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Dear AISC friends and family,

Chokma! Happy holidays from the AISC. As we wind down this fall quarter, it is with sadness (for ourselves) and joy (for her) that we celebrate Wendy Teeter for her multitudinous accomplishments at UCLA, as she retires and moves on to new horizons with Santa Ynez. Wendy contributed to the AISC in so many ways, fostering relations with community, serving on our faculty advisory committee, teaching classes in American Indian Studies, but most importantly, overseeing NAGPRA and working with steadfast determination to see the ancestors housed in collections at UCLA returned. We will miss you, Wendy! And because Wendy’s retirement merits multiple celebrations, please stay tuned, all, for more information on the continuing celebrations of Wendy’s work in January.  

As winter quarter will be largely back in person on campus, I hope we can all feel like we are returning to some semblance of normalcy. Of course, our worlds have changed, and the way we look at work and the workplace is different than it was prepandemic. The AISC staff will continue to work in hybrid fashion, by which I mean partially remote. We will stive to have at least one staff person in the office most of the time during business hours, but please understand if you stop by and there isn’t anyone available.  

I want to express my sincere appreciation to Associate Director Erin Debenport, who is stepping in as Interim Director while I am on sabbatical in winter and spring quarters. The next monthly missive will be from her!  

I wish you all the best for the holidays, and for the winter and spring quarters. See you next summer! 


Dr. Shannon Speed (Chickasaw)
Director, American Indian Studies Center
🔷Native Bruin Highlight: Past, Present & Emerging 🔷
This December we are highlighting Native Bruin Jessica Fremland, from the Sisseton Wahpeton Dakota Nation.

Jessica Fremland (she/her/hers) is Sisseton Wahpeton Dakota currently living on Kumeyaay land in what is often referred to as San Diego, California. She obtained her BA from the University of Minnesota Twin Cities in American Indian Studies and a Master’s Degree in Sociology from the London School of Economics. She is currently a third year PhD student in the Gender Studies Department at UCLA.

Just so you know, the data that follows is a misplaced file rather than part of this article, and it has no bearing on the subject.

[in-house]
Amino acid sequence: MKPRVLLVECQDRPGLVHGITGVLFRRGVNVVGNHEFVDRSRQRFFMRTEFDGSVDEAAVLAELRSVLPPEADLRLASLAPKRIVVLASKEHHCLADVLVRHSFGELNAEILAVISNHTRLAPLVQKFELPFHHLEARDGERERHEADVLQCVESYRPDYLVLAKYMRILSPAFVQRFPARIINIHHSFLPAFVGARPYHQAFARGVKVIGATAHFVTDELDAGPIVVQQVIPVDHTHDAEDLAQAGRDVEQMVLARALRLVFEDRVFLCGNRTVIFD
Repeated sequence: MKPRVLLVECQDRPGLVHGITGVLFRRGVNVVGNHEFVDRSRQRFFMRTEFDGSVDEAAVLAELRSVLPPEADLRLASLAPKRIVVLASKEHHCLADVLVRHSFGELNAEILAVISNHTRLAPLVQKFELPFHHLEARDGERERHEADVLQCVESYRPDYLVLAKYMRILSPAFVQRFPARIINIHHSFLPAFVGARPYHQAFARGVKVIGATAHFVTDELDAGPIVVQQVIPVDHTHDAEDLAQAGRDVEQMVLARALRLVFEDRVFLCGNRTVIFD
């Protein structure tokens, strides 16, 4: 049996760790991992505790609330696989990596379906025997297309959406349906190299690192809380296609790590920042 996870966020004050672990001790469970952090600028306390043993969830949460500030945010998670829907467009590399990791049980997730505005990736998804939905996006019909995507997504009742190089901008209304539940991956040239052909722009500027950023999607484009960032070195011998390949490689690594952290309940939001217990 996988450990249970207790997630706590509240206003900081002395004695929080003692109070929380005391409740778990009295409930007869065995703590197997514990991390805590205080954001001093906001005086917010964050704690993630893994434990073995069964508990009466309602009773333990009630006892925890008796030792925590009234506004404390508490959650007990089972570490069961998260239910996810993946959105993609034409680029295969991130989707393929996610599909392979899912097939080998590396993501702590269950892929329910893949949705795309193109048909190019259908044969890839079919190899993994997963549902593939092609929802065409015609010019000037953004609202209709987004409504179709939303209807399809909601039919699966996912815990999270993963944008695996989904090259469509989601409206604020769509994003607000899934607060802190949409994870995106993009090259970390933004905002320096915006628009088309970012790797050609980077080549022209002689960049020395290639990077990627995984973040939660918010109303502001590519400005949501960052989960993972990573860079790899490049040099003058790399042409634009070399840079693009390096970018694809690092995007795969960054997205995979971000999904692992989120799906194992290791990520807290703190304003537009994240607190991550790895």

Jessica is currently researching various forms of performance and arts-based resistance in Native communities. Her work examines the ways Dakota womxn specifically call attention to the violence of the settler state and refuse to abide by its terms. Most recently, and with the financial support of the AISC, IAC, and Graduate Division, Jessica conducted a participant observation project titled The Sewing Intimacies Project. This project facilitated a virtual sewing group for Dakota womxn interested in learning how to make a jingle dress. This project hopes to illuminate the forms of relationships built through crafting and to better understand how this is connected to Indigenous knowledge systems and resistance.

Jessica is a member of the American Indian Graduate Student Association, and is also the Book Review Editor for the American Indian Culture and Research Journal. Jessica says,

The mentorship I have received from the Native faculty and community at UCLA has been
invaluable. It has helped me develop deeper critical thinking skills and lifelong friendships. For that, I’m incredibly thankful to have the opportunity to study here.”

In her spare time, Jessica enjoys writing and performing spoken word poetry and spending time with her dogs at the beach.
UCLA IAC Visiting Research Scholar Fellowship Program in Ethnic Studies. 
Due January 6, 2022 

Apply here:
2022-2023 IAC Research Grants 
Application due on March 1, 2022. 

Apply here:
2022-2023 Shirley Hune Inter-Ethnic/Inter-Racial Studies Award 
Apply by March 1, 2022

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